The self-funded foundation addresses youths to change their attitude as road users to a safer one by driving slowly. They address youths by visiting public and private schools and universities to give live sessions to address the deadly epidemic.
They also participate in mass gatherings, such as Cairo Runners, as one of their ways of delivering their message to public.
Nafez (Apply) is an online platform that connects private sector companies and individuals to NGOs in need of funding to apply a community development project.
After suffering to get their community service projects funded, the two young men in their twenties, Khaled Yousry and Kareem Abo Al-So’od, decided to create a platform to help connect NGOs with corporates to facilitate the process of helping those in need efficiently.
The platform started earlier in 2015 to benefit from corporate social responsibility (CSR) departments, to invest the money in several projects that NGOs were planning to undertake. The platform users get to decide which out of the many proposed project will be funded through online voting.
In their first round, the online voting given to NGO Ahl Masr through Nafez helped change the lives of more than 4,000 families in At-Samta village in the governorate of Beni Suef. One NGO won EGP 50,000 to renovate the unstable and dilapidated houses and raised awareness on the dangers of using the “wabour” (a small primitive gas stove). Another NGO won EGP 25,000 for developing children’s abilities in educational, personal, and ethical sides.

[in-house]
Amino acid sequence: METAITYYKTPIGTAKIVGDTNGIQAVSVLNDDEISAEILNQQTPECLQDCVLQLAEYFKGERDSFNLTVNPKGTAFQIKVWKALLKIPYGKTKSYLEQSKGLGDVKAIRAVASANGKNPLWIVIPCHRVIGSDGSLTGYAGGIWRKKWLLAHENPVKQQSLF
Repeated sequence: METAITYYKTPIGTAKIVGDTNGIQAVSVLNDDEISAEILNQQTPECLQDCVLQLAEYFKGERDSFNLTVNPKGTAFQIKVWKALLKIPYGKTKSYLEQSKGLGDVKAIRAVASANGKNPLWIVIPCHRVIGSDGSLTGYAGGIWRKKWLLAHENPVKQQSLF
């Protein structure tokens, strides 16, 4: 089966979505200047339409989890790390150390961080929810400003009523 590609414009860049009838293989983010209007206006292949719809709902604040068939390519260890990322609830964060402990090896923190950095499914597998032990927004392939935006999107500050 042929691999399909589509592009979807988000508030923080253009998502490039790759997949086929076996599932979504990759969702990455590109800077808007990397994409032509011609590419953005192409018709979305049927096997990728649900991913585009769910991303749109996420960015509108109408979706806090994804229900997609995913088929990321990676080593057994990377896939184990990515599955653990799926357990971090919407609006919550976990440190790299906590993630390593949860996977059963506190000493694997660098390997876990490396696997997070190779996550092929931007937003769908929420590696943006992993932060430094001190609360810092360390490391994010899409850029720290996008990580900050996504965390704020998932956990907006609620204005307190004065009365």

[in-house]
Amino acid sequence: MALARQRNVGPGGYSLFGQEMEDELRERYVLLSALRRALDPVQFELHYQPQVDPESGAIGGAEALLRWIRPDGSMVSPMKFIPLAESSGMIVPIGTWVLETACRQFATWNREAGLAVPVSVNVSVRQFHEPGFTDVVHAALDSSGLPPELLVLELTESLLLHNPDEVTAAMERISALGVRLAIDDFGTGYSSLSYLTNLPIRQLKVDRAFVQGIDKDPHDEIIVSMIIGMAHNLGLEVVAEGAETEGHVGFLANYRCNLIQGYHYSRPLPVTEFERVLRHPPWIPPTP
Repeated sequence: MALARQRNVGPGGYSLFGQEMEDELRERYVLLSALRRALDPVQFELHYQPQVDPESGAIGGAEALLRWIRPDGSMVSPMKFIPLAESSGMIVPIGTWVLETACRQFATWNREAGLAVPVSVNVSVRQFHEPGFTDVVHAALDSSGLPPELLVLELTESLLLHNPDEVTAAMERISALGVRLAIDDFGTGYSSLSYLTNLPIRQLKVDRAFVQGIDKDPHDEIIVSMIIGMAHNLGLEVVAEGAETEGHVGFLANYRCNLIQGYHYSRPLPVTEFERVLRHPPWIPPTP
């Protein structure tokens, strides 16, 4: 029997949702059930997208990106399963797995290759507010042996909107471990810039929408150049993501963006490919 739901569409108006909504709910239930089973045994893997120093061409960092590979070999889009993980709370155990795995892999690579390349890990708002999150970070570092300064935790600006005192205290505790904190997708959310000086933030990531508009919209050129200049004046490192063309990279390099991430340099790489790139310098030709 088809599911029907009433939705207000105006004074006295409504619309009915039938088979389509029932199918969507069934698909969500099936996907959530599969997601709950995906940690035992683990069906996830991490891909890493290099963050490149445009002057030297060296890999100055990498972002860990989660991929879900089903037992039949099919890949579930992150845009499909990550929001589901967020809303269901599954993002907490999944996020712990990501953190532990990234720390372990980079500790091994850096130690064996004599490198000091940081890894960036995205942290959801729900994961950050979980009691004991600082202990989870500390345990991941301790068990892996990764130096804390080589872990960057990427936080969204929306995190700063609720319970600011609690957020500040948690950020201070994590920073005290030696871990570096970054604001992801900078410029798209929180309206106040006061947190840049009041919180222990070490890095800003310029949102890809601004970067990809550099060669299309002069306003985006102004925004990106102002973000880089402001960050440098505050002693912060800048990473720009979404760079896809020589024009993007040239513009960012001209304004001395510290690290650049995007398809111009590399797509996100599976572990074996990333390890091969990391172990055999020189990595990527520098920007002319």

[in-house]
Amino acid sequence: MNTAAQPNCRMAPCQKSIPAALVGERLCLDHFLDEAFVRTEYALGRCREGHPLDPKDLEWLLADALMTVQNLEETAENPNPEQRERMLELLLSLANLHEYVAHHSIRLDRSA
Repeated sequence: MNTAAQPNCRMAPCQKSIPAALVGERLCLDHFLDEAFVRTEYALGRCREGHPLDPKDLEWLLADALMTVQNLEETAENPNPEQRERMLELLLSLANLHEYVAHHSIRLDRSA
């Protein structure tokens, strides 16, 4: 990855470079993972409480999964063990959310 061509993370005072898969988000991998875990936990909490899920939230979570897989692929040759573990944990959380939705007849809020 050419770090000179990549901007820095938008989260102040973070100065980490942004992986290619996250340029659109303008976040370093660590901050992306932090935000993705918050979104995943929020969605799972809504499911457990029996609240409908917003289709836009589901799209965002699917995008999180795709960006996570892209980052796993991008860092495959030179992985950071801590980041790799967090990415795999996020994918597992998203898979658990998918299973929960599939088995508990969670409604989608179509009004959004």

“It is not how much we give but how much love we put into giving,” Nafez quoted Mother Teresa. The quote helped Sara Moussa start her charity and social work hub. As an individual, Moussa first helped the protestors in Tahrir Square during the 25 January Revolution in 2011 by giving out food and water. When things got violent, she helped the injured by providing the needed medications and medical supplies.
The revolution was only the beginning; for the past couple of years, Moussa and the donations of individuals and some NGOs managed to renovate and improve the quality of services and supply the Pregnancy Care Unit with equipment at Al-Qasr Al-Aini Hospital. She also managed to help open new newborn ICUs in Tanta, Port Said, Benha, the Suez Canal Hospitals and the National Cancer Institute.
The hub also helps brides with no families with marriage preparations and works on renovating schools in Upper Egypt.
About 4,000 years ago, the statue of Sekhem Ka was given as a present to England’s Northampton Museum on condition of keeping it on show to public and not selling it under any circumstances. Last year however, the museum was in need of financial income for renovation and expansion works, so it put the statue on public auction, where it was sold for £15.76m to a Qatari millionaire.
Whenthe statue was transferred to England, the policy gave both the financier and the country the right to divide any new findings by a legal percentage. However, due to the lack of specifications, laws, and regulatory bodies, the statue was never registered in Egypt, and was taken abroad.
A group of antiquities activists started demonstration against the selling of a publicly-owned property. The group called themselves “Save Sekhem Ka Action Group” and filed a lawsuit to prove that Sekhem Ka belongs to the UK and to prevent its transfer to Qatar.
After many calls on the UK’s Prime Minister and pressures from the group that led Egypt’s Minister of Antiquities to interfere, the UK government agreed to allow “a final opportunity for a buyer to put forward a serious expression of interest to raise funds to keep the Sekhemka statue in the UK”, the UK government department spokesperson said.
“This shows that the UK Government is thinking seriously about the implications rescinding the ban would have on the international reputation of the UK, especially in Egypt and the Middle East,” Chairman of Save Sekhem Ka Action Group Gunilla Loe said in a press release.